800 Years of Women's Letters
Penguin Books, 1994 - Biography & Autobiography - 320 pages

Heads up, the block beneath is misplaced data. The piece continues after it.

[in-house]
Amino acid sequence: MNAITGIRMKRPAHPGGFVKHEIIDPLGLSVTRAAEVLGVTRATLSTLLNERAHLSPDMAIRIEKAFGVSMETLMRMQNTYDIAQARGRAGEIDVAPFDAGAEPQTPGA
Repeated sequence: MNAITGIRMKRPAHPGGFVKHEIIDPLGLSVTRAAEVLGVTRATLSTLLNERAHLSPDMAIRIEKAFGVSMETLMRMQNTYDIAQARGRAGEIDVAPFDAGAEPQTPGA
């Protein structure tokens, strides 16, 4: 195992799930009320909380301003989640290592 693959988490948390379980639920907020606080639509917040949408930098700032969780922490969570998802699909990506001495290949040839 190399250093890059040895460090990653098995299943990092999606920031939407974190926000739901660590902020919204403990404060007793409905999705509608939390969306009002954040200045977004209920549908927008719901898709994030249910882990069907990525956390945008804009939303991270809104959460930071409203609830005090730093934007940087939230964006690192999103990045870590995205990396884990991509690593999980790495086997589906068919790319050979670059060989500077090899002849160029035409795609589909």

In this engrossing anthology, the first truly comprehensive study of women's letters, Olga Kenyon takes us from the twelfth century to the present day and explores the tradition of female letter-writing that has existed for over eight centuries. Here is Heloise writing to Abelard's 'superior wisdom' of 'how much I have lost in you' from twelfth-century Paris; Margaret Paston, the efficient manager of her husband's estate, vividly describing her troubles in affectionate letters to her husband while he was practising law in London during the Wars of the Roses; Elizabeth I firmly but tactfully refusing Erik of Sweden's offer of marriage as she 'highly commends this single life'; Queen Victoria complaining to Sir Robert Peel about the 'disgrace' in the neglect of Buckingham Palace; Jane Austen writing to her sister Cassandra, and Fanny Burney on Dr Johnson; Vita Sackville-West and Virginia Woolf exchanging intimate thoughts on their lives and writing; Lady Mary Wortley Montagu describing how, abandoned by her lover, she rebuilds her life and her garden in Italy 'enjoying every amusement that solitude can afford'; and many more lesser known women whose writing reveals much of their day to day lives and the sometimes restricted world they inhabited.
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